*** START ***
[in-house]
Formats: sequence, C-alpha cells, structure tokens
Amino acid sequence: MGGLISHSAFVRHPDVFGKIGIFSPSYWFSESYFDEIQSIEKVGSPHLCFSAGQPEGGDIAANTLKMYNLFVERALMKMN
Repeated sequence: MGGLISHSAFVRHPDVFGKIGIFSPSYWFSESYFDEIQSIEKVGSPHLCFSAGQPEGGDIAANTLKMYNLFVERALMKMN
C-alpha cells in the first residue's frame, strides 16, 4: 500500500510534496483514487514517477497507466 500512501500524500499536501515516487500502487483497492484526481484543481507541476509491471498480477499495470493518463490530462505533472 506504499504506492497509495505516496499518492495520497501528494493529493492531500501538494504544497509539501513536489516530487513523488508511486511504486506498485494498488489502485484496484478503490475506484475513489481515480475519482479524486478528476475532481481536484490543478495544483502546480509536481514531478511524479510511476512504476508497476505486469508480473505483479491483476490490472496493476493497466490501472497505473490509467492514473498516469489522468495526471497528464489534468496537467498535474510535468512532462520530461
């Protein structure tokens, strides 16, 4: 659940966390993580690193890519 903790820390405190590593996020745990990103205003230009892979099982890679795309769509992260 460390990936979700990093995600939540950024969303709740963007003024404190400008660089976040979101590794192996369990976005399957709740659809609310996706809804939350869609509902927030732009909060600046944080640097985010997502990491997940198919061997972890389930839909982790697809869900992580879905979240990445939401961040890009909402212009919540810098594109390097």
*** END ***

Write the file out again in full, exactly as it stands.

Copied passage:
[in-house]
Formats: sequence, C-alpha cells, structure tokens
Amino acid sequence: MGGLISHSAFVRHPDVFGKIGIFSPSYWFSESYFDEIQSIEKVGSPHLCFSAGQPEGGDIAANTLKMYNLFVERALMKMN
Repeated sequence: MGGLISHSAFVRHPDVFGKIGIFSPSYWFSESYFDEIQSIEKVGSPHLCFSAGQPEGGDIAANTLKMYNLFVERALMKMN
C-alpha cells in the first residue's frame, strides 16, 4: 500500500510534496483514487514517477497507466 500512501500524500499536501515516487500502487483497492484526481484543481507541476509491471498480477499495470493518463490530462505533472 506504499504506492497509495505516496499518492495520497501528494493529493492531500501538494504544497509539501513536489516530487513523488508511486511504486506498485494498488489502485484496484478503490475506484475513489481515480475519482479524486478528476475532481481536484490543478495544483502546480509536481514531478511524479510511476512504476508497476505486469508480473505483479491483476490490472496493476493497466490501472497505473490509467492514473498516469489522468495526471497528464489534468496537467498535474510535468512532462520530461
């Protein structure tokens, strides 16, 4: 659940966390993580690193890519 903790820390405190590593996020745990990103205003230009892979099982890679795309769509992260 460390990936979700990093995600939540950024969303709740963007003024404190400008660089976040979101590794192996369990976005399957709740659809609310996706809804939350869609509902927030732009909060600046944080640097985010997502990491997940198919061997972890389930839909982790697809869900992580879905979240990445939401961040890009909402212009919540810098594109390097």